This blog contains experience gained over the years of implementing (and de-implementing) large scale IT applications/software.

SAP Netweaver ICM Fast Channel Architecture

SAP Netweaver has been around for many, many years now. In fact we have had very nearly 20 years of Netweaver.
Back in March 2001, SAP acquired TopTier and went on to use TopTier’s application as the underpinning to the SAP Netweaver application server (WebAS).
Now this would not have been the Netweaver Java stack, that was to come later in the form of WebAS 6.30.
My point is, you would imagine by now that Netweaver is known inside and out by most BASIS professionals, but this is just not the case. It’s a complex and very capable application server and there are things that we know and things that we know in detail.
One of the things that seems to be little known is the FCA and it’s role within the ICM of the Netweaver Java stack.

In this post I want to explain the function of the SAP Netweaver Internet Communication Manager (ICM) Fast Channel Architecture (FCA) and how this is responsible for routing the HTTP communications to your Netweaver Java stack.

As usual, a little context will help set the scene.

A History of Netweaver Java

Before Netweaver 7.1, the Java stack did not have an Internet Communication Manager (ICM). This was reserved only for the Netweaver ABAP stack.
Instead, these old Netweaver Java versions had additional Java nodes (JVMs) called dispatcher nodes (in addition to the server0 node).

The dispatcher node was responsible for receiving and dispatching the inbound HTTP requests to the server nodes of the instance.

The ICM Was Added

Since Netweaver 7.1, the Java stack was given the ICM, which runs from the Kernel binaries, instead of a JVM.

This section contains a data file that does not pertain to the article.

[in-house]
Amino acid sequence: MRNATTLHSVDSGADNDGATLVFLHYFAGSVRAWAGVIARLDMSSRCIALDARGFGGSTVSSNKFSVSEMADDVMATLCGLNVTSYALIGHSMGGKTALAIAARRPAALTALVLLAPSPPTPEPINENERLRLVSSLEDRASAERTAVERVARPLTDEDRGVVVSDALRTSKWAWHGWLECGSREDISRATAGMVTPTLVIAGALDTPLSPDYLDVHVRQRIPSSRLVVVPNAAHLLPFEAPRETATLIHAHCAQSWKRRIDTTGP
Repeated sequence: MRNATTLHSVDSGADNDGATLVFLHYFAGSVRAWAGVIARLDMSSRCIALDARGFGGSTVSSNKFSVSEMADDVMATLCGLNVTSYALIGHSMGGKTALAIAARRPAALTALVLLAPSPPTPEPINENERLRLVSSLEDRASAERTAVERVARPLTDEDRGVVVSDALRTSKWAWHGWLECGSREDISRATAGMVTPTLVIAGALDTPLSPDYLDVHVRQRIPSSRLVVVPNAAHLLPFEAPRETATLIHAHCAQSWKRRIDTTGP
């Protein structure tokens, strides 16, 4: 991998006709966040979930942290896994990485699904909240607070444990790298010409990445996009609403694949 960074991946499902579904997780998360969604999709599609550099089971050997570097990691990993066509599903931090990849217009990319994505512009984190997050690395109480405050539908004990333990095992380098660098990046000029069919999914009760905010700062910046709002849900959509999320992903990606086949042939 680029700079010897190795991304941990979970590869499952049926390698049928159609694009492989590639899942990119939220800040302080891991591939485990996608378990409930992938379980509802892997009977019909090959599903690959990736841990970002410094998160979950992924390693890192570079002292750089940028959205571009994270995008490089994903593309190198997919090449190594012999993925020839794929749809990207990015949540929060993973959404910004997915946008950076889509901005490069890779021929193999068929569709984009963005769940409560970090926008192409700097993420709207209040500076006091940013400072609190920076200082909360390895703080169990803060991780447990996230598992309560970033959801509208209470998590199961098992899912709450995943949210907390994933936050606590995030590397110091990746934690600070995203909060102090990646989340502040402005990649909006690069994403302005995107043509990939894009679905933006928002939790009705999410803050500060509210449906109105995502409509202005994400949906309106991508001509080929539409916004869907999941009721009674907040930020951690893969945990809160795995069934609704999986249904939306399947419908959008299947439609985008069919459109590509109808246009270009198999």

The benefits of this change were:

  • Faster startup and response time (Kernel is C++ compiled binary code).
  • Smaller memory requirements.
  • Same ICM in Netweaver ABAP and Netweaver Java (same Kernel DB independent part).
  • Use of profile files for configuration (for SSL, security, memory params) instead of ConfigTool.

Identifying the FCA

We know the ICM is visible as a separate binary executable process at the operating system level.
In Windows we see “icman.exe” and in Unix/Linux we see “icman”.
At execution, the icman program reads the instance profile to determine it’s configuration.

The Fast Channel Architecture (FCA) is a specific, dedicated set of memory pipes (MPIs) in the shared memory region, accessible by both the ICM and the Java server nodes and used as a method of super fast inter-process communication between the ICM and the Java server nodes.
In Linux, shared memory segments are visible using the “ipcs -m” command, in Windows these are memory mapped files and you cannot see them so easily, you would need a 3rd party tool.

By using shared memory and the concept of memory pipes, it avoids the need for the data in a HTTP request/response to be sent from the ICM to the Java Server node. Instead of sending the actual data, a simple memory pointer can be sent (smaller and consistent in size), telling the Java Server node where to look in memory, for the data.
Effectively what this means is that the shared memory area for the MPIs, sits logically between the ICM and the Java Server nodes.

According to the Netweaver AS Java documentation, the FCA is itself just another MPI, that acts as a FIFO queue.
The HTTP requests coming into the ICM via a TCP port, travel through a regular (anonymous) MPI, before the ICM dispatches the request into a specific FCA queue.
If you have two server nodes on your Java stack (server0 and server1), then the ICM will query the server node to determine the back-end load, then push the request to the specific FCA queue of the target server node that has capacity to handle the request.
Therefore, if you have two server nodes, you will have a dedicated FCA queue for each.
It is the responsibility of the Java server node, to create the FCA queue in the ICM shared memory during start-up.